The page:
Hybrid model to dominate cloud over next decade

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Cloud wobbles as firms deliberate over ERP, hybrid and others

Enterprise cloud takeoff sluggish as ERP considerations weigh heavy

By ECM Plus staff

ECM Plus +++ A new survey by UNIT4 Business Software gauging the current attitudes to cloud take-up for core back-office functions, has revealed three main themes emerging.

According to the findings, the first is that cloud adoption rates remain steady this year; the second finding is that cloud adoption in the public sector is set to grow at the same rate as in the private sector; and, that enterprise applications will move to the cloud gradually over the next 10 years.

The survey revealed that 32 percent of respondents said they will spend more on cloud computing this year, while 32 percent said they would spend at the same rate as they did last year.

Only 4 percent said they planned on spending less than before 2010, and 31 percent said they planned on spending nothing on cloud computing.

Almost half of respondents cited they do not currently use any cloud applications in the back-office.

Another third said that between one and 25 percent of their back-office functions are currently cloud-based. Potential for growth in the enterprise space is significant. Six respondents of different organisational size, geography and industry cited their back-office functions to be 100 percent cloud based.

The top three perceived disadvantages of cloud computing are:

· a loss of control (51%)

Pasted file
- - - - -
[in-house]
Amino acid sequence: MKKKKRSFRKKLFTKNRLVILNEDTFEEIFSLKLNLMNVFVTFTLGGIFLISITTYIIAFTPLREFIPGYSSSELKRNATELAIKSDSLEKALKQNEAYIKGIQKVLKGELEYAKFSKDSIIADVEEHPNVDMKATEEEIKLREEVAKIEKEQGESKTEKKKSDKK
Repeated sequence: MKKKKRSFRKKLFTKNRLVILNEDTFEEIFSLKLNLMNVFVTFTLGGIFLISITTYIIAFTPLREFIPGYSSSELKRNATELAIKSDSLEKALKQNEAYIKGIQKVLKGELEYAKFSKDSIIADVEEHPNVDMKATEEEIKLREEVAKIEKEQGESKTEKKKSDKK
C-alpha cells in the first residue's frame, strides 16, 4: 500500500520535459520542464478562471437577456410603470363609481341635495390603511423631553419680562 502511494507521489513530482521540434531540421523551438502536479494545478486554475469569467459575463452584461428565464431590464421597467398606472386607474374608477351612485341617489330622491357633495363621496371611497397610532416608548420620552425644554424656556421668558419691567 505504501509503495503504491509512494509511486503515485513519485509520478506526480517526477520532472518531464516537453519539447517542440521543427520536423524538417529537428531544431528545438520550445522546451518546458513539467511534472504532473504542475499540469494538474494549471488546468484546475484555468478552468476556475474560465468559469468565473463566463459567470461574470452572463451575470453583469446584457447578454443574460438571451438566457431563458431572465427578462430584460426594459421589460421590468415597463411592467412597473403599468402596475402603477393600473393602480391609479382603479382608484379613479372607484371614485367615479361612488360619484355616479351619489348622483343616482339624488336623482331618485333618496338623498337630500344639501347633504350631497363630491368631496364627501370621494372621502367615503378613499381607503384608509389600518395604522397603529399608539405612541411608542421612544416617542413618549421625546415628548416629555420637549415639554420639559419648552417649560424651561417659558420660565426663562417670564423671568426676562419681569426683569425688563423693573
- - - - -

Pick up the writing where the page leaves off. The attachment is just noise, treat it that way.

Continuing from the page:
· reliance on the Internet (54%)

· difficult to customise (38%)

The top three perceived advantages of cloud computing according to the survey are:

· easier maintenance (62%)

· automatic updates (42%)

· scalability (44%)

Despite a current low level of cloud adoption cited among 123 public sector organisations currently and relatively little planned investment in 2011, 25 percent estimate that cloud will account for between 25 and 50 percent of their back-office cloud applications 10 years from now, and 17 percent estimate it will be between 50 and 75 percent. The key perceived advantage of cloud technology according to the Government sector respondents was easier maintenance, while reliance on the Internet and loss of control were perceived as the main disadvantages.

Core back-office business applications likely to be cloud-based 10 years from now cited by private sector firms was cited at being just 9 percent who expect applications to remain 100 percent on-premises.

8 percent said they expected to be completely cloud-based.

Unit 4 stated it was of the view that a hybrid approach to cloud adoption appeared to be the most popular model for the next decade, at least with 83 percent saying they expected to have a mix of on-premises and off-site, remote location cloud technology. 377 respondents expect 50 percent.

Anwen Robinson, managing director for UNIT4 Business Software commented: “Cloud adoption rates are increasing, however, the approach to adoption is a careful consideration for organisations that have significant back-office systems in place and rely on ERP to run their business.”

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1 Comment

Filed under Analysis, Cloud Computing, Enterprise Resource Planning & Management, Hybrid Cloud

One response to “Hybrid model to dominate cloud over next decade

  1. Since the Network Cloud Service providers had to build buildings that had high-quality power and were physically secure, it made sense for them to begin to offer data center space for these emerging consumer application cloud services. In the early days it made more sense for Google to use Savvis to provide data center space. Today, companies like Twitter, Facebook and OpenTable continue to rely on data center services provided by companies like Savvis, NTT, Terremark, and others. Of course, anyone who becomes a student of the cost of computing comes to realize that the cost of power is a big driver. As a result, anyone who needs space for 100,000+ computers (e.g., Google, Amazon, Microsoft) is building data centers located near low-cost and reliable power.

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